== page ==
How CodeIgniter Works?

#11
[eluser]FutureKing[/eluser]
[quote author="garymardell" date="1252167604"]For measuring the performance and benchmarking you will want to use apache ab.

http://httpd.apache.org/docs/2.0/programs/ab.html

For example to test a website you can type in terminal (command line)
Code:
ab -n 100 http://localhost:8888/garden

This will perform 100 requests, you can also specify more options like posting data aswell having more concurrent access at the same time. This is meant to simulate how well your site will perform in a real environment with users on it.[/quote]

Wow! GREAT! THANKS!

#12
[eluser]Nick Husher[/eluser]
[quote author="BrianDHall" date="1252134807"]First, doing performance measuring properly is, simply..."extremely hard". [/quote]

I'm just going to emphasize the "extremely" here. Testing a web application in a simulacrum of a real world environment is very very difficult. It's easier to have a real world environment of users to test your code's performance against to develop performance-enhancing strategies. Donald Knuth (an important computer science guy, if you don't know of him) famously said, "premature optimization is the root of all evil [in programming]." It's better to write something that's elegant, easy to write, and easy to modify now and figure out what you need to change when you start getting real traffic. A huge amount of performance can be gained just by turning on CI caching or a PHP bytecode caching solution. If you optimize your code now, you'll be doing yourself a huge disservice in six months when you realize you spent all that time for a 2% speedup when you get a 30% speedup by dropping in memcached or some other third-party solution.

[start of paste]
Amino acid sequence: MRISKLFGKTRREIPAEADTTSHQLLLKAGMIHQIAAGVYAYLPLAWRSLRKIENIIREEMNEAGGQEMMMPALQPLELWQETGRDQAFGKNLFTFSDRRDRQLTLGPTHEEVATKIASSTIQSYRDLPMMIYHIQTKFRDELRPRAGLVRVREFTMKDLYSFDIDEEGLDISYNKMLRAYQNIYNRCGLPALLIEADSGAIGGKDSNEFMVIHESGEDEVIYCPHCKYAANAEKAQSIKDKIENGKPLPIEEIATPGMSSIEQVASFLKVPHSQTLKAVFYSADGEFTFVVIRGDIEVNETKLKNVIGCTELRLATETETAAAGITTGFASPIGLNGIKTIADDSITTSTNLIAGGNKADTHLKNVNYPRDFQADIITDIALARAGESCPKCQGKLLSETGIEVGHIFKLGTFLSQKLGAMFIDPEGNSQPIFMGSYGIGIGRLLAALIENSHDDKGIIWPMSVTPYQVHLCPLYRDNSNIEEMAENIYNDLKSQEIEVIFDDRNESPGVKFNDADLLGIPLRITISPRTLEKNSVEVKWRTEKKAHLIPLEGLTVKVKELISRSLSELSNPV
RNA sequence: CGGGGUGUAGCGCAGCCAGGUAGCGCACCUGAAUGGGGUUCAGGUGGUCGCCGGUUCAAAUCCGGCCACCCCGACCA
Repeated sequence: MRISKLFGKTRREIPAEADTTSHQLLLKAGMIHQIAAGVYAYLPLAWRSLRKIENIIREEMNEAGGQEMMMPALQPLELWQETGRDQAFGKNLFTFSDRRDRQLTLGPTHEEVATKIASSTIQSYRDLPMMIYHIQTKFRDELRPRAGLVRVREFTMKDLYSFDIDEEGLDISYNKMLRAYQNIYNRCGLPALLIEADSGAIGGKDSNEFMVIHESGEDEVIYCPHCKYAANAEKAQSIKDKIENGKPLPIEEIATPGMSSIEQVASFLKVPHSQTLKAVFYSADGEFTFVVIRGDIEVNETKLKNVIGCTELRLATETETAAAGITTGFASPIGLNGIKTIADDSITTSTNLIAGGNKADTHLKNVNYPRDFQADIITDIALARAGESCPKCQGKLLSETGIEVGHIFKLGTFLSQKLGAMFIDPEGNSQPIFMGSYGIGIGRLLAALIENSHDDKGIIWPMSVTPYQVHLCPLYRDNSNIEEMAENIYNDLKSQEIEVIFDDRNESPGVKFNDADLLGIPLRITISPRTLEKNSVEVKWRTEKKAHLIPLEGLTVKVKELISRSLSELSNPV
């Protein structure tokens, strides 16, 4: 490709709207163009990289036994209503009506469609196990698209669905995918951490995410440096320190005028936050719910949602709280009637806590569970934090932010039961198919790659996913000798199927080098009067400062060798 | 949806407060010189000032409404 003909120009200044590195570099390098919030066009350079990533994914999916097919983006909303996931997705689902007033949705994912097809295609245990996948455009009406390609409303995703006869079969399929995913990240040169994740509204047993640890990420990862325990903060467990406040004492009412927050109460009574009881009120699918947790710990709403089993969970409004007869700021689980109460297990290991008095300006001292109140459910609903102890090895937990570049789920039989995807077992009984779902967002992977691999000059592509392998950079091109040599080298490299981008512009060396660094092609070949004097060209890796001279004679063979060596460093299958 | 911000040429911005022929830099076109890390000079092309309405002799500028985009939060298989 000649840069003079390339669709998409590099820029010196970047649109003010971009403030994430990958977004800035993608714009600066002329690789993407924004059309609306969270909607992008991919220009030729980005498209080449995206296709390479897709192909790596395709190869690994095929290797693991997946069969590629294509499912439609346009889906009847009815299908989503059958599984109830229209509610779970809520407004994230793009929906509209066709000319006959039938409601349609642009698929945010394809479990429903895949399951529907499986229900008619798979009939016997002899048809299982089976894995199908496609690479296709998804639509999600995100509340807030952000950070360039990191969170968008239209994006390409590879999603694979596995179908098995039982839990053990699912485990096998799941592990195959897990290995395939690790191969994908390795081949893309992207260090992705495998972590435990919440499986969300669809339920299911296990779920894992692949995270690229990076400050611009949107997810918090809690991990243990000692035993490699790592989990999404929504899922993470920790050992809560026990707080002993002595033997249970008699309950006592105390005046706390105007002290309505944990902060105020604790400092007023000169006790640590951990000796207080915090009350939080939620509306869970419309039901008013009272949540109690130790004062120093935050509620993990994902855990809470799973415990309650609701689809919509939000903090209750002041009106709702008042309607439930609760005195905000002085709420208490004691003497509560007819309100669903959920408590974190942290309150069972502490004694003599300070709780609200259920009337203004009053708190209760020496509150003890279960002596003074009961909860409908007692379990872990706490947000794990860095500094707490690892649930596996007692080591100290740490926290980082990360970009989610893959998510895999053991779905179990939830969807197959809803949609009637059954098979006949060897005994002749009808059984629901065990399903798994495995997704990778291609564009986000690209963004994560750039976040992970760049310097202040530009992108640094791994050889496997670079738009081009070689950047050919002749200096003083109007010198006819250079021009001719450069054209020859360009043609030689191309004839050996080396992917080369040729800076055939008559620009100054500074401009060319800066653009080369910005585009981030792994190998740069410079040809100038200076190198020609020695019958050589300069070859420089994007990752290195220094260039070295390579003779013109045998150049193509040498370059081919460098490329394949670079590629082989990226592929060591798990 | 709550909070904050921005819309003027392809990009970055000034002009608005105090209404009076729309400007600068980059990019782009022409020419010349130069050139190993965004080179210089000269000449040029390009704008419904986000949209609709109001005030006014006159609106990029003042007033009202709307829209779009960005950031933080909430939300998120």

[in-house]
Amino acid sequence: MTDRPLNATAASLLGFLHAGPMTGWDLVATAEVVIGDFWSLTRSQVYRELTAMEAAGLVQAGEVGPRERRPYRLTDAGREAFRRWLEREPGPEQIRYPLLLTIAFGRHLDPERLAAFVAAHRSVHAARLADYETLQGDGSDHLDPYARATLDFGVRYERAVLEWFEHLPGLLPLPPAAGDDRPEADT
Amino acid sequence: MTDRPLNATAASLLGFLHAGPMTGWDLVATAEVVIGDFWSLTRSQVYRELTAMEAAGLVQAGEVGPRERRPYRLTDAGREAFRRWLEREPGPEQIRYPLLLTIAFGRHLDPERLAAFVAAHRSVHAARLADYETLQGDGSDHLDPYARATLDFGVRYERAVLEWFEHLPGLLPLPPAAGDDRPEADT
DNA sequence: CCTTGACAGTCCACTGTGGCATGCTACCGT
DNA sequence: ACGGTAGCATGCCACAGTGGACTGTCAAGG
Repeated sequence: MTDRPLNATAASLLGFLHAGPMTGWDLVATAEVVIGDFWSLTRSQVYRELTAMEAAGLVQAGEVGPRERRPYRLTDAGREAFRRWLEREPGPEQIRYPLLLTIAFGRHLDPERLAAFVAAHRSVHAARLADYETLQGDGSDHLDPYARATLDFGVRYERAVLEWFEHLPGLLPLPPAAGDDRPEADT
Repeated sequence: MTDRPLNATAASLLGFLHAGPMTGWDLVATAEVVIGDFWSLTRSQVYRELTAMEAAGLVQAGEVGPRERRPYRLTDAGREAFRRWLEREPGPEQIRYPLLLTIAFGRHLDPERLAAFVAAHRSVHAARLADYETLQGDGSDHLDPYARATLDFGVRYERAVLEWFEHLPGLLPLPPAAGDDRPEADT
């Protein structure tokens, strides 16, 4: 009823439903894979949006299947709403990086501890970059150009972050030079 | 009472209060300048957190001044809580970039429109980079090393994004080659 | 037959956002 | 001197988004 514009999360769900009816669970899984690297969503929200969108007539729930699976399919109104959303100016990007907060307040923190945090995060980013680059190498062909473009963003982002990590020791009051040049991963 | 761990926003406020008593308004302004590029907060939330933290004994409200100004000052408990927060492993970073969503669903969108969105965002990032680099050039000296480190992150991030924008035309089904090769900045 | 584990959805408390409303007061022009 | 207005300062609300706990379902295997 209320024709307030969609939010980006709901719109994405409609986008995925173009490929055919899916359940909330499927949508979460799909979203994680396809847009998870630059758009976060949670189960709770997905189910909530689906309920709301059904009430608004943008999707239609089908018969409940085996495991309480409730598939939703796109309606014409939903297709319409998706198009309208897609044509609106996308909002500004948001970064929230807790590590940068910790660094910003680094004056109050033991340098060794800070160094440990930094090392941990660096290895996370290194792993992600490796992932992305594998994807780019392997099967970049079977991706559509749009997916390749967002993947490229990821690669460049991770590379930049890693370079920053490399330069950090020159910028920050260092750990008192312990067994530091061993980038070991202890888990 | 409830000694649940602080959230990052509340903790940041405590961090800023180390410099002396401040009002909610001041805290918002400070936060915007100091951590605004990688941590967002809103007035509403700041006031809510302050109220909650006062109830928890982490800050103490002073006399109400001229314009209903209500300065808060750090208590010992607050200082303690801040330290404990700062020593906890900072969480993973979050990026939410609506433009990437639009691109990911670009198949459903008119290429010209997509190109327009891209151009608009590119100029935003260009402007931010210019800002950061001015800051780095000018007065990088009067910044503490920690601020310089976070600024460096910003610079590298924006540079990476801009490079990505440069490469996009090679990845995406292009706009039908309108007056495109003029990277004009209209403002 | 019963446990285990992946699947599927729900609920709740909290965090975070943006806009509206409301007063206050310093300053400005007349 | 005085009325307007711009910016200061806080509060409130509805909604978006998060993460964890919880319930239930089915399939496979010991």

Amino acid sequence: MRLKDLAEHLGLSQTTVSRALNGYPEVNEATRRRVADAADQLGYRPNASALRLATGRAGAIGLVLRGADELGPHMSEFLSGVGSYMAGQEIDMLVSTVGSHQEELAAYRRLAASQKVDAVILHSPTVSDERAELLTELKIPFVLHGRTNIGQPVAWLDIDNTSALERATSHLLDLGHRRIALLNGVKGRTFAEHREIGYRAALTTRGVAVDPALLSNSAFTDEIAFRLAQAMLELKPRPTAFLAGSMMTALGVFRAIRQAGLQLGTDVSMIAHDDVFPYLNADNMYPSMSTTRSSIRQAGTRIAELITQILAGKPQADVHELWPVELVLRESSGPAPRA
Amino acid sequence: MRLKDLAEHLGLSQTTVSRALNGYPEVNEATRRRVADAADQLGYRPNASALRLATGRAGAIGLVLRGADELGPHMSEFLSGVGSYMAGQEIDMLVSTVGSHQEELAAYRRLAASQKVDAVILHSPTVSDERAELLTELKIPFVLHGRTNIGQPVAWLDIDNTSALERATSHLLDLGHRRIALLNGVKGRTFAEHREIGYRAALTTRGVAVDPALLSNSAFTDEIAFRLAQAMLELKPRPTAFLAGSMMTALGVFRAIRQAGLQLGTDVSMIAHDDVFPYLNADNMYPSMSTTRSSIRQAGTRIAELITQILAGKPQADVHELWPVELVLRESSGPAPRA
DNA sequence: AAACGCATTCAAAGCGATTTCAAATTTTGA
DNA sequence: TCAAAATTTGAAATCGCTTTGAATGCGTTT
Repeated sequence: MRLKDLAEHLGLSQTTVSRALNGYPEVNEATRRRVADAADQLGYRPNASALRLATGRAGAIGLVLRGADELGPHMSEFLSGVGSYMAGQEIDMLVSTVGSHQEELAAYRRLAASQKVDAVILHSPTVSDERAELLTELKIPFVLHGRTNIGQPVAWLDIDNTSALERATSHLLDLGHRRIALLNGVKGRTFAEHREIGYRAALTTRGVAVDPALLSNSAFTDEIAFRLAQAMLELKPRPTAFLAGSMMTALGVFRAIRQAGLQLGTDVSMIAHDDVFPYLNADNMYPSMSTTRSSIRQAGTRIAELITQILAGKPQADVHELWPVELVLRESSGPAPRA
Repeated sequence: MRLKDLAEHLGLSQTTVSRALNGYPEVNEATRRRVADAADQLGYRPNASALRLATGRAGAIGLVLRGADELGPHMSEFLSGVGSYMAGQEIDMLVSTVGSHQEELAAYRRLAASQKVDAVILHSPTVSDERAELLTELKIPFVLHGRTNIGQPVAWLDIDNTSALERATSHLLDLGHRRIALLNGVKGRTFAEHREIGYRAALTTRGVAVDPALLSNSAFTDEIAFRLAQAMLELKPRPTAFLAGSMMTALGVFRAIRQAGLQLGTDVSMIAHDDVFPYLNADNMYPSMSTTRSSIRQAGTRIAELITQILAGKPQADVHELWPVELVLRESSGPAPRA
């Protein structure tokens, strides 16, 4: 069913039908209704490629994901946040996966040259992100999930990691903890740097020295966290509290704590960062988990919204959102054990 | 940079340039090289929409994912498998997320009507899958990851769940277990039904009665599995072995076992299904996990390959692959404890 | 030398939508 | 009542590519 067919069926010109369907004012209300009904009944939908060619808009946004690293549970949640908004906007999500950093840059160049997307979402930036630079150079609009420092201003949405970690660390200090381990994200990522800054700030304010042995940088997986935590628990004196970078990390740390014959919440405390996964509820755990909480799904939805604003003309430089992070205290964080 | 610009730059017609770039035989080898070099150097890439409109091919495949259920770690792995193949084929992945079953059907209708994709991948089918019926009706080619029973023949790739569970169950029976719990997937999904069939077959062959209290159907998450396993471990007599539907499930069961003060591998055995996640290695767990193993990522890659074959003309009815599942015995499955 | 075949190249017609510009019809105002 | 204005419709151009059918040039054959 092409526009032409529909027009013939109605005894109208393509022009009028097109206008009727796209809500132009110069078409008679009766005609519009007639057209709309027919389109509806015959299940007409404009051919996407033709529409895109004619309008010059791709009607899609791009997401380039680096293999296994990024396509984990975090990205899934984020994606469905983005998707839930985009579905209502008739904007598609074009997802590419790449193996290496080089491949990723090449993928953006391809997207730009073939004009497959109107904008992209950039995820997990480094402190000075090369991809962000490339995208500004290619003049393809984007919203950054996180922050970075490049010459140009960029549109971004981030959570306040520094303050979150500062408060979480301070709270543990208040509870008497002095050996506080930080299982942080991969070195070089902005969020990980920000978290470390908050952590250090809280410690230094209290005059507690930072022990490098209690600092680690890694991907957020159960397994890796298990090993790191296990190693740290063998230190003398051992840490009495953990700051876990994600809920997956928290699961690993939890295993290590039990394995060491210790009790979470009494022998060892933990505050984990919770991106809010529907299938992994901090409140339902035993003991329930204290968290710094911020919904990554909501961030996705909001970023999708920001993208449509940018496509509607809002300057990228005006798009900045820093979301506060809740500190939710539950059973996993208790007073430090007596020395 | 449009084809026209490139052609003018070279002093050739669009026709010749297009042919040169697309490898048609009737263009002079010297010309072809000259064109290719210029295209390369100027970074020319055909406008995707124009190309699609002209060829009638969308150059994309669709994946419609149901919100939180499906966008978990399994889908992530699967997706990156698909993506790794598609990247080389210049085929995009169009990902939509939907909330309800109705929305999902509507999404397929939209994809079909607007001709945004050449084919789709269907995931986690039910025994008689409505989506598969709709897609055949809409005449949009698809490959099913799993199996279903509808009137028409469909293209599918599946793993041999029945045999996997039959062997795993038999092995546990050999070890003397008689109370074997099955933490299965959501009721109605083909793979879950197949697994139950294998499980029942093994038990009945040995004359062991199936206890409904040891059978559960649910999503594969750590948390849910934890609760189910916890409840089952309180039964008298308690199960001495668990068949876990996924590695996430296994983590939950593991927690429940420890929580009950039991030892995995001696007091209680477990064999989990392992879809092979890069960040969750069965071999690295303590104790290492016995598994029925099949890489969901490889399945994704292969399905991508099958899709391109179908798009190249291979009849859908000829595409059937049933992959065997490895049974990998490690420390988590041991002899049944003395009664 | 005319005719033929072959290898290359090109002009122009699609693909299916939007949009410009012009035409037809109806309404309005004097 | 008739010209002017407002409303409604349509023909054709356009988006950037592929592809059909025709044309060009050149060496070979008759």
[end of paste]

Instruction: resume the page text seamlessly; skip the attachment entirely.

#13
[eluser]GSV Sleeper Service[/eluser]
Quote:How CodeIgniter Works?
very well

#14
[eluser]BrianDHall[/eluser]
[quote author="Nick Husher" date="1252403728"][quote author="BrianDHall" date="1252134807"]First, doing performance measuring properly is, simply..."extremely hard". [/quote]

I'm just going to emphasize the "extremely" here. Testing a web application in a simulacrum of a real world environment is very very difficult. It's easier to have a real world environment of users to test your code's performance against to develop performance-enhancing strategies. Donald Knuth (an important computer science guy, if you don't know of him) famously said, "premature optimization is the root of all evil [in programming]." It's better to write something that's elegant, easy to write, and easy to modify now and figure out what you need to change when you start getting real traffic. A huge amount of performance can be gained just by turning on CI caching or a PHP bytecode caching solution. If you optimize your code now, you'll be doing yourself a huge disservice in six months when you realize you spent all that time for a 2% speedup when you get a 30% speedup by dropping in memcached or some other third-party solution.[/quote]